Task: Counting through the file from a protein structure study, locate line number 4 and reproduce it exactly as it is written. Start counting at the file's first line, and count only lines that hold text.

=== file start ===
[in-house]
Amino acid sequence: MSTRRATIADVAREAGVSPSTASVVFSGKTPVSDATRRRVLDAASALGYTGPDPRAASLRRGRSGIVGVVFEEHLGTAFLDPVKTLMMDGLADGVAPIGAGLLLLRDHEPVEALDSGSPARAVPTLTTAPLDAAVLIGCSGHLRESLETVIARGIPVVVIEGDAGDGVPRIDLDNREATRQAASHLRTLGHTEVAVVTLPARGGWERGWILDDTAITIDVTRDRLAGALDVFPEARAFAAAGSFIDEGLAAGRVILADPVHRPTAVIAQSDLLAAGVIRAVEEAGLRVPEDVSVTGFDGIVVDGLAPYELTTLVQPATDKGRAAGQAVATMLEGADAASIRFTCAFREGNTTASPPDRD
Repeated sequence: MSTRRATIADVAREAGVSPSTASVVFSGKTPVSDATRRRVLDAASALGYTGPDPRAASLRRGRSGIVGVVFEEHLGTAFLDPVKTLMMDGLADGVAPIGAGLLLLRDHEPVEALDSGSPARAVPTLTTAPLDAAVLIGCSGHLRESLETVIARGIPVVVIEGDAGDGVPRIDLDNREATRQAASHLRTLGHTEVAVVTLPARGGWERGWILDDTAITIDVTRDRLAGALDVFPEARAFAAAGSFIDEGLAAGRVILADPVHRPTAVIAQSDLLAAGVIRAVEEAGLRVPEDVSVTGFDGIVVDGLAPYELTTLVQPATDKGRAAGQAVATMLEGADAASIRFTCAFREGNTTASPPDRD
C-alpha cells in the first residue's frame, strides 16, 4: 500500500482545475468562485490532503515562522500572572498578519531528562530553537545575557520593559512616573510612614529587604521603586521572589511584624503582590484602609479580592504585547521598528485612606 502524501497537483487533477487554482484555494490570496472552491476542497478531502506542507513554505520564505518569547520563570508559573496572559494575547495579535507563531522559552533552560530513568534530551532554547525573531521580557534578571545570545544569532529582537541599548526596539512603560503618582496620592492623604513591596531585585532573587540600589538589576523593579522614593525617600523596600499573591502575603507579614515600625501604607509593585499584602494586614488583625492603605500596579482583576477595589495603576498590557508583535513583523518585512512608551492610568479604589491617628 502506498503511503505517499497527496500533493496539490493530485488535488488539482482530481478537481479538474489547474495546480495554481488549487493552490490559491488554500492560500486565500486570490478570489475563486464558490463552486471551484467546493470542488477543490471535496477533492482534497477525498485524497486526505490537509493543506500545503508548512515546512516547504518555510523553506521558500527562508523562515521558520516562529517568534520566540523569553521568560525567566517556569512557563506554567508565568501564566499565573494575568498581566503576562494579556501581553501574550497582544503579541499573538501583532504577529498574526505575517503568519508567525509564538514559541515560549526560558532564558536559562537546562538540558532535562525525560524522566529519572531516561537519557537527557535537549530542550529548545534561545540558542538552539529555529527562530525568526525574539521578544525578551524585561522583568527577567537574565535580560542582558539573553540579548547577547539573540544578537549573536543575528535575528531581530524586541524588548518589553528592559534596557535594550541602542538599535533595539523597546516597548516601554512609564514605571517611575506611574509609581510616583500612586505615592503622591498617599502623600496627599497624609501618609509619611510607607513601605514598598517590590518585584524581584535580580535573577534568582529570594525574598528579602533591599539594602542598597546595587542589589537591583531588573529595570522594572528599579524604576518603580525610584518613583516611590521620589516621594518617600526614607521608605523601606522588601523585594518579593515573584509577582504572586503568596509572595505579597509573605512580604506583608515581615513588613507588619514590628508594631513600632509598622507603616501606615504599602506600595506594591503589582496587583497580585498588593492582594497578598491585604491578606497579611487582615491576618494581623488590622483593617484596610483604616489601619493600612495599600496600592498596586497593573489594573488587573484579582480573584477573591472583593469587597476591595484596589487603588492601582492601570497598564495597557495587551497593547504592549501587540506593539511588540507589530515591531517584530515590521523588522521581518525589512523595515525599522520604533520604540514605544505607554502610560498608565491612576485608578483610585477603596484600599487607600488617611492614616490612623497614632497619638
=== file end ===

C-alpha cells in the first residue's frame, strides 16, 4: 500500500482545475468562485490532503515562522500572572498578519531528562530553537545575557520593559512616573510612614529587604521603586521572589511584624503582590484602609479580592504585547521598528485612606 502524501497537483487533477487554482484555494490570496472552491476542497478531502506542507513554505520564505518569547520563570508559573496572559494575547495579535507563531522559552533552560530513568534530551532554547525573531521580557534578571545570545544569532529582537541599548526596539512603560503618582496620592492623604513591596531585585532573587540600589538589576523593579522614593525617600523596600499573591502575603507579614515600625501604607509593585499584602494586614488583625492603605500596579482583576477595589495603576498590557508583535513583523518585512512608551492610568479604589491617628 502506498503511503505517499497527496500533493496539490493530485488535488488539482482530481478537481479538474489547474495546480495554481488549487493552490490559491488554500492560500486565500486570490478570489475563486464558490463552486471551484467546493470542488477543490471535496477533492482534497477525498485524497486526505490537509493543506500545503508548512515546512516547504518555510523553506521558500527562508523562515521558520516562529517568534520566540523569553521568560525567566517556569512557563506554567508565568501564566499565573494575568498581566503576562494579556501581553501574550497582544503579541499573538501583532504577529498574526505575517503568519508567525509564538514559541515560549526560558532564558536559562537546562538540558532535562525525560524522566529519572531516561537519557537527557535537549530542550529548545534561545540558542538552539529555529527562530525568526525574539521578544525578551524585561522583568527577567537574565535580560542582558539573553540579548547577547539573540544578537549573536543575528535575528531581530524586541524588548518589553528592559534596557535594550541602542538599535533595539523597546516597548516601554512609564514605571517611575506611574509609581510616583500612586505615592503622591498617599502623600496627599497624609501618609509619611510607607513601605514598598517590590518585584524581584535580580535573577534568582529570594525574598528579602533591599539594602542598597546595587542589589537591583531588573529595570522594572528599579524604576518603580525610584518613583516611590521620589516621594518617600526614607521608605523601606522588601523585594518579593515573584509577582504572586503568596509572595505579597509573605512580604506583608515581615513588613507588619514590628508594631513600632509598622507603616501606615504599602506600595506594591503589582496587583497580585498588593492582594497578598491585604491578606497579611487582615491576618494581623488590622483593617484596610483604616489601619493600612495599600496600592498596586497593573489594573488587573484579582480573584477573591472583593469587597476591595484596589487603588492601582492601570497598564495597557495587551497593547504592549501587540506593539511588540507589530515591531517584530515590521523588522521581518525589512523595515525599522520604533520604540514605544505607554502610560498608565491612576485608578483610585477603596484600599487607600488617611492614616490612623497614632497619638